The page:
Recent Examples of fireweed from the Web
It's been an age-old adage among many fishermen that when the fireweed top out, the silver salmon are hitting their peak.
Can someone who might have scientific knowledge of the subject please proffer a theory about what is going on with the fireweed this season?
The forest floor was nearly bare, except for clumps of charcoal and a few short stems of bracken fern and fireweed, a hot pink flower whose seeds often blow in and germinate just after a conflagration.
From time to time the fireweed season is a weak one.
Nearly every tree had been stripped from the land by the time of the park’s founding, carted away for lumber or fireweed.
Three riders finished the most daunting race — about 400 miles from Sheep Mountain to Valdez and back — in the 15th Fireweed last weekend, when Anthony Berberich and Christina Grande earned the men's and women's victories, respectively.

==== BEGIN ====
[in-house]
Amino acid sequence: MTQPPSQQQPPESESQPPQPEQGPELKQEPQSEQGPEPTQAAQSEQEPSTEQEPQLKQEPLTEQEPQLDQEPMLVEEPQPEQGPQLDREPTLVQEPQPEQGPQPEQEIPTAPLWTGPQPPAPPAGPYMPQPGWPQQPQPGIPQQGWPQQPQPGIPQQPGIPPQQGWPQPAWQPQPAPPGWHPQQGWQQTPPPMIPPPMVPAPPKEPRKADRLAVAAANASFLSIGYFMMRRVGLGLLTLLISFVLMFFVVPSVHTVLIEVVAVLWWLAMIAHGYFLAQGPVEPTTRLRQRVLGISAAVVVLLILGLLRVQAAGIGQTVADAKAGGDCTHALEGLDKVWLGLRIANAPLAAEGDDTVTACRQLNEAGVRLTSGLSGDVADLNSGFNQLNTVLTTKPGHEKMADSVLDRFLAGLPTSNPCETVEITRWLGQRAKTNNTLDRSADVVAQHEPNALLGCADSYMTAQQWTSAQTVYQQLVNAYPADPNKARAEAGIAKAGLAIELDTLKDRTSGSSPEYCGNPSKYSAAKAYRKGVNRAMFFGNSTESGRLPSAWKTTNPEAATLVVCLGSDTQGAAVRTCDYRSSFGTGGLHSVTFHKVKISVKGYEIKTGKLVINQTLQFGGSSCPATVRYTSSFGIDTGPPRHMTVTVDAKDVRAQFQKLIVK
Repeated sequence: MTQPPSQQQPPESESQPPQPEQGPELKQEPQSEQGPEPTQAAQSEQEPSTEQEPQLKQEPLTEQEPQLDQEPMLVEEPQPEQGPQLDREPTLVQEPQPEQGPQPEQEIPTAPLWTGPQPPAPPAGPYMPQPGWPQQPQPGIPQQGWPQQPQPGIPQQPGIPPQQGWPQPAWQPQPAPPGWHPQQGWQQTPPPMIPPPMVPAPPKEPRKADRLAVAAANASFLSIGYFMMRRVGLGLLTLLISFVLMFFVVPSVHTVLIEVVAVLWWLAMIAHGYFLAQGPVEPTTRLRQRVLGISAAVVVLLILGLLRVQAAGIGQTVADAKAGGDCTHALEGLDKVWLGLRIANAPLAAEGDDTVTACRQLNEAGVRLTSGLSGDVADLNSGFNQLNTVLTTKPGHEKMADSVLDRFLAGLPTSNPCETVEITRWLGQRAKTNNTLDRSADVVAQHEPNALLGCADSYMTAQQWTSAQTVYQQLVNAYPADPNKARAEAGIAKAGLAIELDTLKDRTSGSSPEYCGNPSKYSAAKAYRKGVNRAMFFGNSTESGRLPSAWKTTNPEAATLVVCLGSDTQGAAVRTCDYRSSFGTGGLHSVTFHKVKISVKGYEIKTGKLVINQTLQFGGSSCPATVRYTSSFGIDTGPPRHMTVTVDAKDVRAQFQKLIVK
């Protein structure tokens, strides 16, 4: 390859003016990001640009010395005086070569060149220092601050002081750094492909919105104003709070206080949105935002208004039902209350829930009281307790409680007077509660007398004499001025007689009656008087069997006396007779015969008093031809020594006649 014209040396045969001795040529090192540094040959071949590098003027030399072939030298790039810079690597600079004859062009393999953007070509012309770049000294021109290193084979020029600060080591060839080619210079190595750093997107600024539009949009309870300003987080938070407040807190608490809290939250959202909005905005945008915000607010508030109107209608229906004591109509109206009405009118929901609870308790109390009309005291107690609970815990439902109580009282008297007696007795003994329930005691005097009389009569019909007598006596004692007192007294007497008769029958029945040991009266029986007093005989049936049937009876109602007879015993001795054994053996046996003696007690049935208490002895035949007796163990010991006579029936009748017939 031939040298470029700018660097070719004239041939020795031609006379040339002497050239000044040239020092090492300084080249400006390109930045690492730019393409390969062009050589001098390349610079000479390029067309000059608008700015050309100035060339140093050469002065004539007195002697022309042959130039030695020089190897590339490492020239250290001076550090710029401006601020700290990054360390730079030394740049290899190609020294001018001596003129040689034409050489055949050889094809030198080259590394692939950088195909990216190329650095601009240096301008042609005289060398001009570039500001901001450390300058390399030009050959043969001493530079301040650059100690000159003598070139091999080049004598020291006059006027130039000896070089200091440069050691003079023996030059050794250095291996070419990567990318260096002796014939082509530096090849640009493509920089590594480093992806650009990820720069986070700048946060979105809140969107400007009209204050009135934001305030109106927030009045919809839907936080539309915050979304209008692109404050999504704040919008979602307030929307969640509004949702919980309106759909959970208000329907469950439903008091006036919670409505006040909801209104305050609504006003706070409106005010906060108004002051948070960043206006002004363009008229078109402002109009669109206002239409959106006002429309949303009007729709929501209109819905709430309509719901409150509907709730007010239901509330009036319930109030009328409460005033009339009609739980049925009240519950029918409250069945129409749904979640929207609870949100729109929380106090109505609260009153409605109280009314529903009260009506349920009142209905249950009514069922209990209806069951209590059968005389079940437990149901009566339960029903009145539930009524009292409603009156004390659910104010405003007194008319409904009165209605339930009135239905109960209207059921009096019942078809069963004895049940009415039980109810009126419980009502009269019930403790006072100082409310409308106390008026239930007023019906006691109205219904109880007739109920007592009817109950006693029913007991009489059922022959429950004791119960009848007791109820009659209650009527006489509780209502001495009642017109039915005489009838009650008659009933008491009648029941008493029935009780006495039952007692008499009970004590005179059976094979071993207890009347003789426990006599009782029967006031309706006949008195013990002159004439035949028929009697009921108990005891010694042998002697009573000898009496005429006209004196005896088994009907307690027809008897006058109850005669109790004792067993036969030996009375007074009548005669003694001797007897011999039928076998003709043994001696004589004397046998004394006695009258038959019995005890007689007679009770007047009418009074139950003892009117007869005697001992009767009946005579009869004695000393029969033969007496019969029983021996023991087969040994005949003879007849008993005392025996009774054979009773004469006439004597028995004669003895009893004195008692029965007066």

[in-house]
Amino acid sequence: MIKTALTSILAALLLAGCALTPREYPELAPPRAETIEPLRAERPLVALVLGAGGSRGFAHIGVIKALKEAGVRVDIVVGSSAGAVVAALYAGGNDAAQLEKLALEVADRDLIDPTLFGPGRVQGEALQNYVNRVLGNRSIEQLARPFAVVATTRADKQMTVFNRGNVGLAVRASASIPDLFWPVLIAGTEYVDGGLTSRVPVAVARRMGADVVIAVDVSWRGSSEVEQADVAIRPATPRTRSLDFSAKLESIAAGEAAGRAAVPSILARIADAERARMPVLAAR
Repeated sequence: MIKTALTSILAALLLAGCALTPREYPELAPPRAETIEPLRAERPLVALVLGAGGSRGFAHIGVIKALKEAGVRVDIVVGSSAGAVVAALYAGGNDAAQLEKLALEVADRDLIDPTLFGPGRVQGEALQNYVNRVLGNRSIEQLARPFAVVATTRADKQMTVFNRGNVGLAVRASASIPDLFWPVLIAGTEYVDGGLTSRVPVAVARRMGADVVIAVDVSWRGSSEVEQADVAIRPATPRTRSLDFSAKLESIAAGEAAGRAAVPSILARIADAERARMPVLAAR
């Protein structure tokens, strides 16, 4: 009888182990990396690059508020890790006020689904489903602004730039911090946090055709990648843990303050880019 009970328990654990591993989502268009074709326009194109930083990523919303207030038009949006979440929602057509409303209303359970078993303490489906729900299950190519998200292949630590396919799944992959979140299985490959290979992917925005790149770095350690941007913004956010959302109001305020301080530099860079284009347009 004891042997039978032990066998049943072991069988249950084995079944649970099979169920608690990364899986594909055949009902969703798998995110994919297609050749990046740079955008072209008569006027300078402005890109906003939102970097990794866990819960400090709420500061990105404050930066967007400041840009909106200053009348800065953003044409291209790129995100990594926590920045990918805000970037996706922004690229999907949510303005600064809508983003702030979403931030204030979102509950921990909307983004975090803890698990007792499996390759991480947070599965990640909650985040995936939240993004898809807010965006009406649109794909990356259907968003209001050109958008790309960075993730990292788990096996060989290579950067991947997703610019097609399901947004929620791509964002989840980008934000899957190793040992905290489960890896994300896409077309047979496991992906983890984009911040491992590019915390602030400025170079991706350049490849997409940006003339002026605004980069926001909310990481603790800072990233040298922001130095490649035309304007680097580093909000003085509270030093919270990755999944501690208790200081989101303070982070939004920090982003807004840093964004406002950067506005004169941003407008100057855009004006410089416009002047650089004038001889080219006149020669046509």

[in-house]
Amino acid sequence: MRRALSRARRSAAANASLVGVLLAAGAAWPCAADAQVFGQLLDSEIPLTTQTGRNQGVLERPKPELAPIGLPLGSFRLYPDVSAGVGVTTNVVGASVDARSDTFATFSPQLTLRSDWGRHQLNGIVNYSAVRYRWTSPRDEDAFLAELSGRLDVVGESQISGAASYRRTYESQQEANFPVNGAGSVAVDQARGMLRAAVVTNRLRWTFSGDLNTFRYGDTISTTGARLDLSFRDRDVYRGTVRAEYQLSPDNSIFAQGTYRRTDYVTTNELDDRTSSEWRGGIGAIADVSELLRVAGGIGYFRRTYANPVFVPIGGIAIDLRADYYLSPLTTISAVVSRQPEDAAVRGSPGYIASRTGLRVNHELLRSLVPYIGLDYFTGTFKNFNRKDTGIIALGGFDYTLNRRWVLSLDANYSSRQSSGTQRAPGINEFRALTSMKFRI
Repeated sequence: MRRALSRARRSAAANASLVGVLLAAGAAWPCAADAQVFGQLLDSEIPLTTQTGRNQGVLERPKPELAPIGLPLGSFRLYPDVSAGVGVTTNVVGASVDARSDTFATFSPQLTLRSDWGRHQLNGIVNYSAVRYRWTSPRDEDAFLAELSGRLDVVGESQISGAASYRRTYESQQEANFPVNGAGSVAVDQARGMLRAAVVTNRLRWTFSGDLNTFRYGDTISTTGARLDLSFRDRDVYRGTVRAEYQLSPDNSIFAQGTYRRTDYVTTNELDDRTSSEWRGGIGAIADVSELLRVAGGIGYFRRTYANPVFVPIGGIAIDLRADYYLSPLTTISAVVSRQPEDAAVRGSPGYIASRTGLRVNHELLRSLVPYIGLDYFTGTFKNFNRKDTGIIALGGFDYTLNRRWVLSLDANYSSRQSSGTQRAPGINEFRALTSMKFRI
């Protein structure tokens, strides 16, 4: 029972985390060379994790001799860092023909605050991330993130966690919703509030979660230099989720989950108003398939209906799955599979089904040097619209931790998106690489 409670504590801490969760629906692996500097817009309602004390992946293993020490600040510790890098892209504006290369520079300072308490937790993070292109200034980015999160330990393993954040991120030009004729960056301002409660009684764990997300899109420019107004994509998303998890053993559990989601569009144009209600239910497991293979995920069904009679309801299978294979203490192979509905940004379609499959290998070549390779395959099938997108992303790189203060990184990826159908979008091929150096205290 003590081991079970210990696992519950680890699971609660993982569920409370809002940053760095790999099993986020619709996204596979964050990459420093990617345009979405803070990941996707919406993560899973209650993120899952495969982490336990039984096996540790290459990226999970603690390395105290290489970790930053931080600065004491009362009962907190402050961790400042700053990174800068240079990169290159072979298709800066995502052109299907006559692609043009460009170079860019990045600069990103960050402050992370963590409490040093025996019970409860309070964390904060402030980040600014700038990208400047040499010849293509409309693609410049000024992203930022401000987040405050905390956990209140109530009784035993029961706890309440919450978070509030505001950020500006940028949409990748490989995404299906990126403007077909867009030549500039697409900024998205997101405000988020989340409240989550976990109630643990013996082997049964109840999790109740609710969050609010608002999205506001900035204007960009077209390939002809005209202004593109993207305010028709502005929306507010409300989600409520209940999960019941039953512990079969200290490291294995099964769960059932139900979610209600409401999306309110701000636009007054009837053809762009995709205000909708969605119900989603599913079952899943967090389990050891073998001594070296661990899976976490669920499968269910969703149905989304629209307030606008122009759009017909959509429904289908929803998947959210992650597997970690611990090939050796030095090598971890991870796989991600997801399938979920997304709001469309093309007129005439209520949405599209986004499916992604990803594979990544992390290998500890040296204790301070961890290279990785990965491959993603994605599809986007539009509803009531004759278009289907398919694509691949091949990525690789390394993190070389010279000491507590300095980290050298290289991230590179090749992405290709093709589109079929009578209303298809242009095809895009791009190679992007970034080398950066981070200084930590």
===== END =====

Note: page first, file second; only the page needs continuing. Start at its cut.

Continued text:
Meanwhile mountain bouquets of aster, fireweed, lupine and glacier lily enthrall at every turn.
The dishes often include unique ingredients Anna and Byron have foraged from their land — things like fireweed shoots, spruce tips and woodland violets.
These example sentences are selected automatically from various online news sources to reflect current usage of the word 'fireweed.' Views expressed in the examples do not represent the opinion of Merriam-Webster or its editors. Send us feedback.
Did You Know?
This is a perennial wildflower of the evening primrose family. Its spikes of whitish to magenta flowers, which grow up to 5 ft (1.5 m) high, are a spectacular sight on prairies of the temperate zone. Its seeds can lie dormant for many years, awaiting the warmth necessary for germination. Fireweed is one of the first plants to appear after a forest or brush fire; it also rapidly covers scrub or woodland areas that have been cleared by machine. It has limited use in wild gardens, where it must be carefully checked and confined.
First Known Use of fireweed
Seen and Heard
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